3 Ways To Install Arch Linux
Since Arch is a pure “rolling release” distribution, the installation images are nothing more than a copy of the repositories at any given time. The last available “ISO” is in the corresponding download page and it is, as usual, the same image for 32 and 64-bit architectures.
Arch Anywhere is not a distribution. What we will obtain once the installation completes, is a pure and hard Arch Linux. It does not add repositories other than the official or anything similar. It simply rescues the philosophy of the old AIF, adding many useful things, such as the possibility of choosing kernel (current or LTS), perform an automatic partitioning of the disk, install our preferred desktop environment and the applications that we want to include input. Fantastic. And in Spanish. When I say our environment, I mean almost all the most popular window managers and environments.
Dylan Schacht maintains the project and you can download the “ISO” and find more information on its website:
It is my preferred option. In addition to having a greater journey through the age of the project, it also brings us an “ISO” that weighs half that of the previous project and less than half that of Arch Linux. The reason is that it downloads absolutely everything from the distribution repositories. Needless to say, we will also get a pure Arch Linux as a result, without any additions.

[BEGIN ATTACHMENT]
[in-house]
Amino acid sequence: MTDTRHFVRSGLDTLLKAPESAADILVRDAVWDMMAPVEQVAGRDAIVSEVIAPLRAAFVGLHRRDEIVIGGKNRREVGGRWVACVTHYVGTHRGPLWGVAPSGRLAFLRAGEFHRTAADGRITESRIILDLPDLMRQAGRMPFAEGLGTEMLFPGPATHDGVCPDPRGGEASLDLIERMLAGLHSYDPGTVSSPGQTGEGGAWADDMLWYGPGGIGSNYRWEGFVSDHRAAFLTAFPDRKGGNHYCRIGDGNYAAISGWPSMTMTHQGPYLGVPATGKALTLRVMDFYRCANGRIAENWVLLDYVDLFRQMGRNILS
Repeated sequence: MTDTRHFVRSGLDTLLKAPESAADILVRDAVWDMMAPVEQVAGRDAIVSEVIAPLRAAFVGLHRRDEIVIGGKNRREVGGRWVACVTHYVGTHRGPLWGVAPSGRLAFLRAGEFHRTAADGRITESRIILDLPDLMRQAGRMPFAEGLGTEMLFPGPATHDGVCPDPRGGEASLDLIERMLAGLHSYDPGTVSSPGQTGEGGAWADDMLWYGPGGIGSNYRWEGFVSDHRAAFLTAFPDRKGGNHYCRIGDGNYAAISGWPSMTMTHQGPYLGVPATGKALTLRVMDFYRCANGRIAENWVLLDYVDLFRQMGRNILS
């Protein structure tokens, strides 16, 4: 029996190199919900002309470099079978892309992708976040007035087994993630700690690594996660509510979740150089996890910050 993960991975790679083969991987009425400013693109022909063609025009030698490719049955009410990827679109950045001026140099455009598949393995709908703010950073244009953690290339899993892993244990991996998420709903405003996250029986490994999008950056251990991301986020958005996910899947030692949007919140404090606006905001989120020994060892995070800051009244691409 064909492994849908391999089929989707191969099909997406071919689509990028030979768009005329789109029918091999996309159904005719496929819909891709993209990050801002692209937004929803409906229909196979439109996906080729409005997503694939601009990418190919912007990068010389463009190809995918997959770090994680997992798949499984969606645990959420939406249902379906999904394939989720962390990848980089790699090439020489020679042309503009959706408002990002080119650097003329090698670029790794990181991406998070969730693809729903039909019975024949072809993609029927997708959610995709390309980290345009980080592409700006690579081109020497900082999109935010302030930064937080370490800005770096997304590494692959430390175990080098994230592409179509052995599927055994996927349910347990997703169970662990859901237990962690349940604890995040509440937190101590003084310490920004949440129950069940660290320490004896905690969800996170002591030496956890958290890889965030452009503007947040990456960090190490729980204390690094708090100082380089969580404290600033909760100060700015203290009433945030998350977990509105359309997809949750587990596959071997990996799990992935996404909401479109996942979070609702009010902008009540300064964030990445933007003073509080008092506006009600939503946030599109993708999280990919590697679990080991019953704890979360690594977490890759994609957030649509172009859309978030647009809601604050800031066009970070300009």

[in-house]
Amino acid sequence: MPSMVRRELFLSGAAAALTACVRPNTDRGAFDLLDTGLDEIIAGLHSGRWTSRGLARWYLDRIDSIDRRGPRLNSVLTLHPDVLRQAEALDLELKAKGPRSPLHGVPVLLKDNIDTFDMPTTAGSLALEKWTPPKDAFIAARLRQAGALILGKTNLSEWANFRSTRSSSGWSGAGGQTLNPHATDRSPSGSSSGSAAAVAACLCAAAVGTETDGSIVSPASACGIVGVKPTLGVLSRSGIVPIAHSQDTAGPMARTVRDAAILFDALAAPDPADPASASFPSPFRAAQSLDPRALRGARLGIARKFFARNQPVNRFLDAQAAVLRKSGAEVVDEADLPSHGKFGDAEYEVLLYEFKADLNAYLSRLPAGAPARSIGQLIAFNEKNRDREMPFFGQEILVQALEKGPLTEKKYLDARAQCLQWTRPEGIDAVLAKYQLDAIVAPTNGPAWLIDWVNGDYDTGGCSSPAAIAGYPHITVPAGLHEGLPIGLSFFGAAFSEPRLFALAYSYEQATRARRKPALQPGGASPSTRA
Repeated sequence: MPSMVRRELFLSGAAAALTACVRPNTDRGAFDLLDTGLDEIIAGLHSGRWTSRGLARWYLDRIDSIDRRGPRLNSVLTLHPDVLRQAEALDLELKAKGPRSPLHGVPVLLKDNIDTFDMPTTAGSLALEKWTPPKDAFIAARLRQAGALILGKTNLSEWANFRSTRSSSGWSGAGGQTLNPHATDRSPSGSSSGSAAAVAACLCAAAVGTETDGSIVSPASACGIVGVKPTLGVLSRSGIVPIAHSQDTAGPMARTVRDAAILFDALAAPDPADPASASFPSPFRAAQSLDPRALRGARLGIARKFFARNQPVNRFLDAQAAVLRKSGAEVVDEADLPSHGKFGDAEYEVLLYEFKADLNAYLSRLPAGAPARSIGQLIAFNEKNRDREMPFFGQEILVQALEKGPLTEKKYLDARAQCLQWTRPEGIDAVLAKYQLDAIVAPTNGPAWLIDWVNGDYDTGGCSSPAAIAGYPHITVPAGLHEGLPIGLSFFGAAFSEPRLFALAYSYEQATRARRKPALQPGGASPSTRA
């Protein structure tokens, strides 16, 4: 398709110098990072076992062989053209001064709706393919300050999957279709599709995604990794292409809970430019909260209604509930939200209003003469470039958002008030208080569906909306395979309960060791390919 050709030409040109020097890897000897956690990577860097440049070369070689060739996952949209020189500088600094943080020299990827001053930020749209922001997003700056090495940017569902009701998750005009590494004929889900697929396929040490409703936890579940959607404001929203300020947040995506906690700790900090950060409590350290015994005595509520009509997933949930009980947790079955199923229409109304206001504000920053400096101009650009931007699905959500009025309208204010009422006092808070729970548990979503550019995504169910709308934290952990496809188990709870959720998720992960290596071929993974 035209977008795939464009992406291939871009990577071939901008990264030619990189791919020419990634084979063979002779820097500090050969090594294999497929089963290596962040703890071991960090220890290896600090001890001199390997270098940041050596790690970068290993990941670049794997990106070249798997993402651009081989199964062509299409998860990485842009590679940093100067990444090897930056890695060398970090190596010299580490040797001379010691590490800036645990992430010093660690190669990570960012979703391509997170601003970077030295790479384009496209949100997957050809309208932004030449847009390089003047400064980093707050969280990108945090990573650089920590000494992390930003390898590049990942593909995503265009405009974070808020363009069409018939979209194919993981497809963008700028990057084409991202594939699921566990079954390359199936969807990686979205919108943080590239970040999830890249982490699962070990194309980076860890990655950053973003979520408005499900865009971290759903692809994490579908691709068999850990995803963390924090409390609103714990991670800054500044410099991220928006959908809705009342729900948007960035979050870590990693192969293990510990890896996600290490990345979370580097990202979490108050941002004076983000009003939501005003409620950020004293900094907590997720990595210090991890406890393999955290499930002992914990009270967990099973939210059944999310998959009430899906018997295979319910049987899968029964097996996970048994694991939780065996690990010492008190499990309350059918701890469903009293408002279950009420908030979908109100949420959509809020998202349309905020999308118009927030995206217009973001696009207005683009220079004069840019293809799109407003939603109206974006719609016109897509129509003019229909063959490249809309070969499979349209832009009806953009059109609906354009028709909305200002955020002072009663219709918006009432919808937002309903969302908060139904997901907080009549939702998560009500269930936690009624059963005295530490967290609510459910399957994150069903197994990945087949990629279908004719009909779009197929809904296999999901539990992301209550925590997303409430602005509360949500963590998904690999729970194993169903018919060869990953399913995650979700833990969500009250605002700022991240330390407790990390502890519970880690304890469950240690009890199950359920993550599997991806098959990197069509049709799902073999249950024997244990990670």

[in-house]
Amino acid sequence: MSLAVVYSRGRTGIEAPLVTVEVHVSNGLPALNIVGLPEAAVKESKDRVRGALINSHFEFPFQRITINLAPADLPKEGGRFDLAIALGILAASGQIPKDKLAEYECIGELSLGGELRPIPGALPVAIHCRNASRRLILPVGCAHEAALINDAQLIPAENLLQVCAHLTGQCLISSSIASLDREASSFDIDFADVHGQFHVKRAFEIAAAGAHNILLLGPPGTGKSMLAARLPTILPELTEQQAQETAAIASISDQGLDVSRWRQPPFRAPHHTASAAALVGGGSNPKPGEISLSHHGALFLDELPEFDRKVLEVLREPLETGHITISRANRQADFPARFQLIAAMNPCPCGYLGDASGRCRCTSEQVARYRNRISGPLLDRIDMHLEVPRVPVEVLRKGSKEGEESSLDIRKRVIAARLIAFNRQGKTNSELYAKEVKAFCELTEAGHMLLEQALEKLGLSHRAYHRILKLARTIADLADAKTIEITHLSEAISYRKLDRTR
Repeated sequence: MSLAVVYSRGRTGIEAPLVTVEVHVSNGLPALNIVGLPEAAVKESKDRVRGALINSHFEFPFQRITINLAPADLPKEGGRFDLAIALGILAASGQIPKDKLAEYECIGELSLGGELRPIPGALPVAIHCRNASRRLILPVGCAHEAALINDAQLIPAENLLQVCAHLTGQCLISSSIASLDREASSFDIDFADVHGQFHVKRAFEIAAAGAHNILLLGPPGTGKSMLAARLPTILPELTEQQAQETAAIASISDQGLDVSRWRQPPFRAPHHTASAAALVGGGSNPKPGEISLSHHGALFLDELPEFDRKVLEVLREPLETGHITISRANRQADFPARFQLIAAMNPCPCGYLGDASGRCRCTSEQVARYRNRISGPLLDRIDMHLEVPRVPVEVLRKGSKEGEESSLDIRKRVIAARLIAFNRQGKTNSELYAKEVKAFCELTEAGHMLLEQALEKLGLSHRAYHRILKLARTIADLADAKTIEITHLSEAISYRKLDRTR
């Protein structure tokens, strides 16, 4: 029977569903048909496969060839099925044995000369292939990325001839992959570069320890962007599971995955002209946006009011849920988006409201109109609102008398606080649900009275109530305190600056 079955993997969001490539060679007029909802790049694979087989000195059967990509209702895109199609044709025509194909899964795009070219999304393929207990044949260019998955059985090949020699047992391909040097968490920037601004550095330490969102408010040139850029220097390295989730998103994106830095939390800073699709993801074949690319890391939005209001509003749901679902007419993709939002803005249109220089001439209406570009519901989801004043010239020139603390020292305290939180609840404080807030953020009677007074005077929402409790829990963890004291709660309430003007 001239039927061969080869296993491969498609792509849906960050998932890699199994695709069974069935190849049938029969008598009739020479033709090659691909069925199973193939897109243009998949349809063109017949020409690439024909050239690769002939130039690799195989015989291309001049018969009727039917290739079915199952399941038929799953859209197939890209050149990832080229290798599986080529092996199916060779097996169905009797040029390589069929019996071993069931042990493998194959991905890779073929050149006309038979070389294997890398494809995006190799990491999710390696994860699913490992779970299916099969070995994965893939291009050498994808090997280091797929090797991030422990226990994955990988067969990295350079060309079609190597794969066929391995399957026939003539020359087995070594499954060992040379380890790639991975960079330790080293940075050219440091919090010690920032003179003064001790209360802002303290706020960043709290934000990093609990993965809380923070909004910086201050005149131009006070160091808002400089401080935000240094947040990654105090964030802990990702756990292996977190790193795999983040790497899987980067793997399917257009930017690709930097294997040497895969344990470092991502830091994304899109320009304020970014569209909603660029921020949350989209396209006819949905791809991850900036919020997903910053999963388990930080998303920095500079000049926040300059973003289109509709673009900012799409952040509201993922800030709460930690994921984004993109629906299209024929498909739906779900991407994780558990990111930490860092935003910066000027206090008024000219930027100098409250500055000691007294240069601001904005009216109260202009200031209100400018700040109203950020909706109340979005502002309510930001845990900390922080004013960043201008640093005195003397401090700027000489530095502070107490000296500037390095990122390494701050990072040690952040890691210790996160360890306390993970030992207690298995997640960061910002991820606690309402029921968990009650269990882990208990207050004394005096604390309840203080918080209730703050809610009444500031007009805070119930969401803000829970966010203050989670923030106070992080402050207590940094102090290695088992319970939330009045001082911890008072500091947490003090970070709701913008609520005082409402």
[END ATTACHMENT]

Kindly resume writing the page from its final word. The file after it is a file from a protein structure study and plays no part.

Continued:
Architect, who has now joined another project that installs Arch with Openbox, called Pacbang, not only has forums where to consult doubts but even has a community in Google Plus with almost a thousand members. I leave the corresponding links:
Project Architech & Pacbang Linux
Architect Linux G + Community
Overwhelmed by having to use “scripts” and applications in text mode? Do not fear: there are still more opportunities to install Arch Linux than those mentioned above. The distribution Antergos brings you Arch Linux with a graphic installer, being able to choose between a minimum “ISO” and another with a Gnome desktop live. In addition, during the process, we can install utilities and various programs of our choice, from LibreOffice to typographical sources, through enabling a firewall or support for printing.
Antergos, however, is not pure Arch Linux. Very nearly. It is very simple that it is because the only additive consists of a proprietary repository where packages that only give a certain aesthetic beauty to the system predominate. In fact, we can add the repository to any Arch Linux installation if we like the graphics aspect that the distribution brings.